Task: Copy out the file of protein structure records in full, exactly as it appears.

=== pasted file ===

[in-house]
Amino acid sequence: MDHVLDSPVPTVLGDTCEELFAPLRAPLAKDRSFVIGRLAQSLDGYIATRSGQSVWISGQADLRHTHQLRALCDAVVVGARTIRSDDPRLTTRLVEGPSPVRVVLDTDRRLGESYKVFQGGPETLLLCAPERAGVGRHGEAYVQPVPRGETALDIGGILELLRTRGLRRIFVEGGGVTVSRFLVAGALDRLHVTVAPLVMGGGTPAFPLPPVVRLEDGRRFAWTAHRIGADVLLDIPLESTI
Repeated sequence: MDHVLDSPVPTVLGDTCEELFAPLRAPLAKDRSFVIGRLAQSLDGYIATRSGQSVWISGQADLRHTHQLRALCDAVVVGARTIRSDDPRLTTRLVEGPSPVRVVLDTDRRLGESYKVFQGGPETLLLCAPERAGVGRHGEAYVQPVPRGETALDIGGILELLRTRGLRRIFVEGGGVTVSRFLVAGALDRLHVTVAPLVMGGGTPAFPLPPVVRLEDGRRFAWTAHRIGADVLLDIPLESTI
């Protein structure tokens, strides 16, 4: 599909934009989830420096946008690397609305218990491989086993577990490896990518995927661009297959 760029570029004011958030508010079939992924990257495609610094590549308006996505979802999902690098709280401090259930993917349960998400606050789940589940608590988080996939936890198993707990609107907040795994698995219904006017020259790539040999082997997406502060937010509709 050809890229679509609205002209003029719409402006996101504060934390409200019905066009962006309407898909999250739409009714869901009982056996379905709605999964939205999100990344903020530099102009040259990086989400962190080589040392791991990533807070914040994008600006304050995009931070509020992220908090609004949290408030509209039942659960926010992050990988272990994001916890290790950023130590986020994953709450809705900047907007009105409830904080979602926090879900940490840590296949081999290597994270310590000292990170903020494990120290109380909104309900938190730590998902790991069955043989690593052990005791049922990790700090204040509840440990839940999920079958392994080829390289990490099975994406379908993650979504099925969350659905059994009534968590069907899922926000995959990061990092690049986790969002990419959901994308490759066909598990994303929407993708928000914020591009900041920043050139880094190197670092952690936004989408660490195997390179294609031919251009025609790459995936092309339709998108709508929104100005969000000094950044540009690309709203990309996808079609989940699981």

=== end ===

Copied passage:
[in-house]
Amino acid sequence: MDHVLDSPVPTVLGDTCEELFAPLRAPLAKDRSFVIGRLAQSLDGYIATRSGQSVWISGQADLRHTHQLRALCDAVVVGARTIRSDDPRLTTRLVEGPSPVRVVLDTDRRLGESYKVFQGGPETLLLCAPERAGVGRHGEAYVQPVPRGETALDIGGILELLRTRGLRRIFVEGGGVTVSRFLVAGALDRLHVTVAPLVMGGGTPAFPLPPVVRLEDGRRFAWTAHRIGADVLLDIPLESTI
Repeated sequence: MDHVLDSPVPTVLGDTCEELFAPLRAPLAKDRSFVIGRLAQSLDGYIATRSGQSVWISGQADLRHTHQLRALCDAVVVGARTIRSDDPRLTTRLVEGPSPVRVVLDTDRRLGESYKVFQGGPETLLLCAPERAGVGRHGEAYVQPVPRGETALDIGGILELLRTRGLRRIFVEGGGVTVSRFLVAGALDRLHVTVAPLVMGGGTPAFPLPPVVRLEDGRRFAWTAHRIGADVLLDIPLESTI
């Protein structure tokens, strides 16, 4: 599909934009989830420096946008690397609305218990491989086993577990490896990518995927661009297959 760029570029004011958030508010079939992924990257495609610094590549308006996505979802999902690098709280401090259930993917349960998400606050789940589940608590988080996939936890198993707990609107907040795994698995219904006017020259790539040999082997997406502060937010509709 050809890229679509609205002209003029719409402006996101504060934390409200019905066009962006309407898909999250739409009714869901009982056996379905709605999964939205999100990344903020530099102009040259990086989400962190080589040392791991990533807070914040994008600006304050995009931070509020992220908090609004949290408030509209039942659960926010992050990988272990994001916890290790950023130590986020994953709450809705900047907007009105409830904080979602926090879900940490840590296949081999290597994270310590000292990170903020494990120290109380909104309900938190730590998902790991069955043989690593052990005791049922990790700090204040509840440990839940999920079958392994080829390289990490099975994406379908993650979504099925969350659905059994009534968590069907899922926000995959990061990092690049986790969002990419959901994308490759066909598990994303929407993708928000914020591009900041920043050139880094190197670092952690936004989408660490195997390179294609031919251009025609790459995936092309339709998108709508929104100005969000000094950044540009690309709203990309996808079609989940699981």